From Category Management to Total Store Optimization

A woman pushing a shopping cart in the dairy aisle of a grocery store

For nearly 30 years the retail industry has focused heavily on category management. The practice has served the industry well, but today’s supermarket landscape is increasingly competitive and complex, requiring new methods and a new model of thinking to succeed. It’s time to re-evaluate the generic category-by-category approach in favor of Total Store Optimization.

When University of Southern California professor Brian Harris coined the phrase “category management” nearly 30 years ago, he couldn’t have imagined the impact his creation would have on the retail industry. Category management launched hundreds of new careers on both the retail and brand sides, spawned dozens of consulting and technology firms and generally shook up the world of retail.

For decades, the practice has served the supermarket industry well, but according to Food Marketing Institute, today’s customers are shopping less in the channel, leading to a loss of share by supermarkets to a wide array of competitors like limited assortment and discount retailers, organic/specialty stores and e-commerce. In addition, there has been a long period of deflation, dramatically changing demographics of key shoppers and placing a squeeze on margins throughout the store.

Category management in its current form doesn’t allow for efficient support of e-commerce, which continues to grow in importance, and the industry needs to re-evaluate the old, generic category-by-category approach that restricts trading partners’ ability to satisfy shopper needs while reaching their sales and profit goals.

Today, Harris, shopper-centric marketing trailblazer Win Weber and most other industry experts agree that it’s time for an evolution — if not a revolution — in the way retailers think about marketing and merchandising.

Total store optimization

To adapt to the current landscape, the industry needs a total store optimization approach. This approach should systematically deploy the enhanced insights attainable with today’s technological solutions, as well as to go (far) beyond product and category optimization, ideally in a way that is customer-centric throughout the entire shopping experience. It must also take into account a total store, cross-category marketing and merchandising methodology.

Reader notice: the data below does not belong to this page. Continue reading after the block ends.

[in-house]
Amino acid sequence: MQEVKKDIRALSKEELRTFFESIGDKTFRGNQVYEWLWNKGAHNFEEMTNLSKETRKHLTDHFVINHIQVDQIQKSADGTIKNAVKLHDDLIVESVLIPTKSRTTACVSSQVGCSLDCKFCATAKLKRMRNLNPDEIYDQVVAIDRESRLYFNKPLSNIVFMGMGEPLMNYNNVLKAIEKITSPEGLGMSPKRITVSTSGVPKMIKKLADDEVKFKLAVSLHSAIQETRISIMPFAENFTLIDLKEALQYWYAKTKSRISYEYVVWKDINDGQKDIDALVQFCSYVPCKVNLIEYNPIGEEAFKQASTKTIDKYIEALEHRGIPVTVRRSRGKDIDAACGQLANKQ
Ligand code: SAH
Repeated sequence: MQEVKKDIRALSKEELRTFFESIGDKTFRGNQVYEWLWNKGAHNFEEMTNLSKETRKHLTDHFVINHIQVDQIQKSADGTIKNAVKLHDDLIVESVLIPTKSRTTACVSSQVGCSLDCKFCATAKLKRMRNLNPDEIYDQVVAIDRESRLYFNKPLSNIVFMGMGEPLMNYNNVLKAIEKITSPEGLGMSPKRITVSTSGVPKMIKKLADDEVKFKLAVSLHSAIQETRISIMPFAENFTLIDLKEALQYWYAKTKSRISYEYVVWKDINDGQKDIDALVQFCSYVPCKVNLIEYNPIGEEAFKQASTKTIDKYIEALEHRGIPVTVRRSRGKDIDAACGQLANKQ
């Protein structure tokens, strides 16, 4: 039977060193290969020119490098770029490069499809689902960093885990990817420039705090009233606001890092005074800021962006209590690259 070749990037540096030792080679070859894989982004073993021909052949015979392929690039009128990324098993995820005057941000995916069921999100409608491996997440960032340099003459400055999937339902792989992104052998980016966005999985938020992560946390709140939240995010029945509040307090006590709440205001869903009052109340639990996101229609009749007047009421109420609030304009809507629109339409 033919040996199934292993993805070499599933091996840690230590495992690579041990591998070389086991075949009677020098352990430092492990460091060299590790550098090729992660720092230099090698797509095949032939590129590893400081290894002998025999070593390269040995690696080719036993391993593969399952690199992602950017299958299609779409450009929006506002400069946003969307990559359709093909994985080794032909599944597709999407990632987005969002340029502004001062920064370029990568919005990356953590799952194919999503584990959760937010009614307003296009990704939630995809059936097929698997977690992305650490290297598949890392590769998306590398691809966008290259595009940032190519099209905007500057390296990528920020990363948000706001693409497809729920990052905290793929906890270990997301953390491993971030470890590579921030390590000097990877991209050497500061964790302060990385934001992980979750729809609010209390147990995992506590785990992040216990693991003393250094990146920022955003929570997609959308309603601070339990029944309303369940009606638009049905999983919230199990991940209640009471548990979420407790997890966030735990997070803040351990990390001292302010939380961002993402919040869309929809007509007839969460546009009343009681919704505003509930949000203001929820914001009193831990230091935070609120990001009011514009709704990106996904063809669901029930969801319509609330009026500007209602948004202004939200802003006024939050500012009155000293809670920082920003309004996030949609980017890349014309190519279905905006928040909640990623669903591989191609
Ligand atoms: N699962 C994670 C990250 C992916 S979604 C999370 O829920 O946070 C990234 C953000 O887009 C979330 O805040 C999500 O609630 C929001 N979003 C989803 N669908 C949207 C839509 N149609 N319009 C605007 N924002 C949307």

To embark on this total store optimization approach, retailers need to directly translate the actionable shopper insights at their disposal into price, promotion and assortment targets that make sense for categories across the entire store. Some categories are better at driving price perception and volume, while others are more suited to driving revenues and profits. The retailer should adopt a portfolio approach that leads to achieving their varied objectives. The key to success is balancing all activities between the store, categories and individual products — all with the aim of satisfying shoppers’ needs for value.

Tactical keys for success

There are several critical tactics retailers and their trading partners need to collaborate on. Here are a few:

  • Start by aligning prices across the store to offer value from the shopper’s perspective. Implement a mechanism that creates the maximum opportunity for the whole store to profit.
  • Take local competition pricing into consideration and maintain a willingness to lower prices to improve value perception.
  • Determine which categories require more depth and breadth to satisfy shopper needs.

For promotions, retailers should adopt a three-pronged strategy:

  • Stop (identify which promotions are not working and stop running them)
  • Fix (adjust promotion mechanics to improve shopper engagement)
  • Slant (direct promotions toward loyal customers and eliminate cherry-picking)

Retailers and manufacturers have a finite amount of promotional funding available; it should be allocated in the most productive way. Loyalty cards or customer identifiers enable promotions to target the most loyal customers.

The total store optimization approach should deploy optimized prices for all items simultaneously across all categories and provide optimized pan-category assortment recommendations that incorporate demand transfer and halo effects. Retailers utilizing it should also perform total store promotion evaluations across all promotions simultaneously, leading to dramatically improved sales and profits.


The implementation of total store optimization requires a strategic, phased approach that will take retailers from a category focus to a shopper focus in a gradual way. This process will offer strong results within the first few months; allow a full year or two to fully implement the system, assuming buy-in from the management team and collaboration with trading partners. This phased roll-out should focus on three steps:

  • Crawl (make the most impactful changes and build momentum)
  • Walk (tailor category targets and objectives and implement total store price, promotion, assortment and personalized marketing decisions)
  • Run (evolve the organizational structure, roles and responsibilities to be shopper-centric)

Win Weber said at a recent event, “Considering the magnitude of change to shopper-centric retailing, and thinking about what is best for the industry going forward, the continued use of the term category management can best be compared to putting a new paint job on a Model T Ford. This term should now be placed in the annals of history.”

The total store optimization approach, with its customer-centric focus and deployment of actionable insights at the total store level, is the next step in the shopper-centricity journey, positioning retailers for the future — beyond category management.